Valarie Allman is the 2020 Tokyo Olympic champion in women's discus.
“I had never felt the weight of the pressure and the weight of expectation like I had in those days leading up to it,” Allman said. “Now, looking back at it, it honestly kind of feels like a dream. You know, it's like so much work went into preparing for that moment.”
The first time we interviewed Valarie Allman was after the 2020 Tokyo Olympics were postponed. She and Coach Zebulon Sion had reframed their goals for the year leading Allman to beat the American record in women’s discus when she threw past 70 meters.
“The pandemic provided me such an amazing opportunity and time to mature, to grow," Allman said. "And I honestly don't know if I didn't have if the result would have been the same.”
The second time we interviewed Allman was right before the Olympic games finally happened. She had qualified with throws that beat more American records. Coach Sion says everything leading up to that point was intentional.
“We would spend a lot of hours, you know, trying to get stronger, you know, increasing power output, you know, things that matter when you do an event that takes a second and a half, as well as refining technique," Coach Sion said. "And, you know, again, not making it about extrinsic motivators. Making it about like what she can do, what she's capable of and how much we can improve.”
They found a gym that works well for muscle building and a generic throwing pad at a local high school. Coach Sion says her training was dialed in -- simple, but with purpose.
Her body was ready for elite competitions. The next challenge was overcoming the mental battle and maintaining composure through the world’s most famous sports competition.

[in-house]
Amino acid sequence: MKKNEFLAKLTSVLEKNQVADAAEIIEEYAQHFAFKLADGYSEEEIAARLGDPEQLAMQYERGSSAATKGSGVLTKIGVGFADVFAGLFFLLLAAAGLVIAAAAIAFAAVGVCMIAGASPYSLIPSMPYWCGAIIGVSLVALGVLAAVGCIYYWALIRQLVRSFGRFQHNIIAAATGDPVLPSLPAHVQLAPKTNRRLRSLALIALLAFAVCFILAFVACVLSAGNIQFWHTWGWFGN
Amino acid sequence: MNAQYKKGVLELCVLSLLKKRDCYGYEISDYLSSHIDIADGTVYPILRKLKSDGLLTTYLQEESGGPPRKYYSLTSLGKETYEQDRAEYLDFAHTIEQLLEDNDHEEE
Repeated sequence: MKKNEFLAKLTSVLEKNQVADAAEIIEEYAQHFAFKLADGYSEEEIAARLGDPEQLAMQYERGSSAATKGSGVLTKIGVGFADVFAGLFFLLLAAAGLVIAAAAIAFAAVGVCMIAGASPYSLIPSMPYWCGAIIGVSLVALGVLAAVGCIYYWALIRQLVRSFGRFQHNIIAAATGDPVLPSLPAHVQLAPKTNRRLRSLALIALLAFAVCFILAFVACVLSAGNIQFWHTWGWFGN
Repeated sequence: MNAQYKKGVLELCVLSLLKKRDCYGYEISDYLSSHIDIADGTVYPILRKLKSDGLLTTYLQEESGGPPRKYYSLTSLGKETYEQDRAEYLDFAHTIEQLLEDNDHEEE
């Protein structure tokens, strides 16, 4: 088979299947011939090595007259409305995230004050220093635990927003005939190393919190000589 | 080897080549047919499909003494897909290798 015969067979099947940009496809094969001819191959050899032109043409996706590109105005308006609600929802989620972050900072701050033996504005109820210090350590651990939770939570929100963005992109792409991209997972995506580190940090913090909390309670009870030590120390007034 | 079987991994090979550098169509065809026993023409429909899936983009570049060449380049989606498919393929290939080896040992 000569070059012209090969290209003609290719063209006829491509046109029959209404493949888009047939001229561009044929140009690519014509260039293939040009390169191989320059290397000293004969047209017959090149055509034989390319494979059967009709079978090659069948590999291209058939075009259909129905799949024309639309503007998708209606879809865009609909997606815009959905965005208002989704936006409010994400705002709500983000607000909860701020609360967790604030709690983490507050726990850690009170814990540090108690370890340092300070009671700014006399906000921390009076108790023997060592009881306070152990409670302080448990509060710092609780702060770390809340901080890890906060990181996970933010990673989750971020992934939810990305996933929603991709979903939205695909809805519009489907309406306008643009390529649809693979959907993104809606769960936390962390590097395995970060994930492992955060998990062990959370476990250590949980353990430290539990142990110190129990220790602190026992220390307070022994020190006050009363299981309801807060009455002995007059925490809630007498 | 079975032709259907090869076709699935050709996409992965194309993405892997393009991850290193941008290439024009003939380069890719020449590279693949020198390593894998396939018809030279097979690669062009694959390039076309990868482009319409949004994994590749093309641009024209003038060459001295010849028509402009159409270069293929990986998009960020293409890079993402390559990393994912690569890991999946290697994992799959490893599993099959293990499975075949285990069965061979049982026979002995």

“I feel so thankful to have been in this journey with coach Sion," Allman said. "There are so many moments where doubt and uncertainty easily could have got the best of me, you know, but having someone that has been in it with me every step of the way has been so positive and conveyed a belief of seeing things that he thought were capable long before I ever saw them in myself.”
Coach says he knew when she beat the American record last year that she could go for the gold at the next Olympics.
“She's so driven. It's incredible. And that, you know, allows her to make choices that are difficult to make. But they also yield the best result.”
That gold is now a token of their achievement and proof that hard work pays off.
“To me, the gold medal symbolizes dedication, sacrifice, the ability to dream,” Allman said.
She was capable of winning, she deserved to win and she did win.
“It came true, I did win," Allman said. "I can't believe it. I actually can't believe it."
Now in the middle of the discus-throwing season, they get back to work with more international competitions on the way.